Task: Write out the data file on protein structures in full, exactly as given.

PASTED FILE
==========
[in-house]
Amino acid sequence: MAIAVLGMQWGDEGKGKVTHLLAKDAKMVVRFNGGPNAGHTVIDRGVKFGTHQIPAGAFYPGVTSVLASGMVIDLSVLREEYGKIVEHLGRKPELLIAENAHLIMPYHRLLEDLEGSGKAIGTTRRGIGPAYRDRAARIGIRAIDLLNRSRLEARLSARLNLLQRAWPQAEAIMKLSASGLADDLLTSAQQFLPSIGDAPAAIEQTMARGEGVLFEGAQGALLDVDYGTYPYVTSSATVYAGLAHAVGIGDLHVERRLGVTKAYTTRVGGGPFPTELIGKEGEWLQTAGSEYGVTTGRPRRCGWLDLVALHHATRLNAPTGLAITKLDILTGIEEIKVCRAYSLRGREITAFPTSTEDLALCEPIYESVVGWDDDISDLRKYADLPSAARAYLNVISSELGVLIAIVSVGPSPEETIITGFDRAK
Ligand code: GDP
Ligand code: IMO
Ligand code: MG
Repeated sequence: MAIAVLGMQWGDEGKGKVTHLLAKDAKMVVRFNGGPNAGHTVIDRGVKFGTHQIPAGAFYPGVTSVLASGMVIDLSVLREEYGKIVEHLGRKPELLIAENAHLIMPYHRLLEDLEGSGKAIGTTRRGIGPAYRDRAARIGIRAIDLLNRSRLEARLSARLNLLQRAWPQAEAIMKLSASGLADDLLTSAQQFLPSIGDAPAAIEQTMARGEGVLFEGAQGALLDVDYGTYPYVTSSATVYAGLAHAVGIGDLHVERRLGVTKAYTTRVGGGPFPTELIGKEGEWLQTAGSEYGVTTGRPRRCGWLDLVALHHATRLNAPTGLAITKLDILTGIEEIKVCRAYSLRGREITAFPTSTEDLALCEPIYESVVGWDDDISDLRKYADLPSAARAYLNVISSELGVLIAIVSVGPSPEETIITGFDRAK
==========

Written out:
[in-house]
Amino acid sequence: MAIAVLGMQWGDEGKGKVTHLLAKDAKMVVRFNGGPNAGHTVIDRGVKFGTHQIPAGAFYPGVTSVLASGMVIDLSVLREEYGKIVEHLGRKPELLIAENAHLIMPYHRLLEDLEGSGKAIGTTRRGIGPAYRDRAARIGIRAIDLLNRSRLEARLSARLNLLQRAWPQAEAIMKLSASGLADDLLTSAQQFLPSIGDAPAAIEQTMARGEGVLFEGAQGALLDVDYGTYPYVTSSATVYAGLAHAVGIGDLHVERRLGVTKAYTTRVGGGPFPTELIGKEGEWLQTAGSEYGVTTGRPRRCGWLDLVALHHATRLNAPTGLAITKLDILTGIEEIKVCRAYSLRGREITAFPTSTEDLALCEPIYESVVGWDDDISDLRKYADLPSAARAYLNVISSELGVLIAIVSVGPSPEETIITGFDRAK
Ligand code: GDP
Ligand code: IMO
Ligand code: MG
Repeated sequence: MAIAVLGMQWGDEGKGKVTHLLAKDAKMVVRFNGGPNAGHTVIDRGVKFGTHQIPAGAFYPGVTSVLASGMVIDLSVLREEYGKIVEHLGRKPELLIAENAHLIMPYHRLLEDLEGSGKAIGTTRRGIGPAYRDRAARIGIRAIDLLNRSRLEARLSARLNLLQRAWPQAEAIMKLSASGLADDLLTSAQQFLPSIGDAPAAIEQTMARGEGVLFEGAQGALLDVDYGTYPYVTSSATVYAGLAHAVGIGDLHVERRLGVTKAYTTRVGGGPFPTELIGKEGEWLQTAGSEYGVTTGRPRRCGWLDLVALHHATRLNAPTGLAITKLDILTGIEEIKVCRAYSLRGREITAFPTSTEDLALCEPIYESVVGWDDDISDLRKYADLPSAARAYLNVISSELGVLIAIVSVGPSPEETIITGFDRAK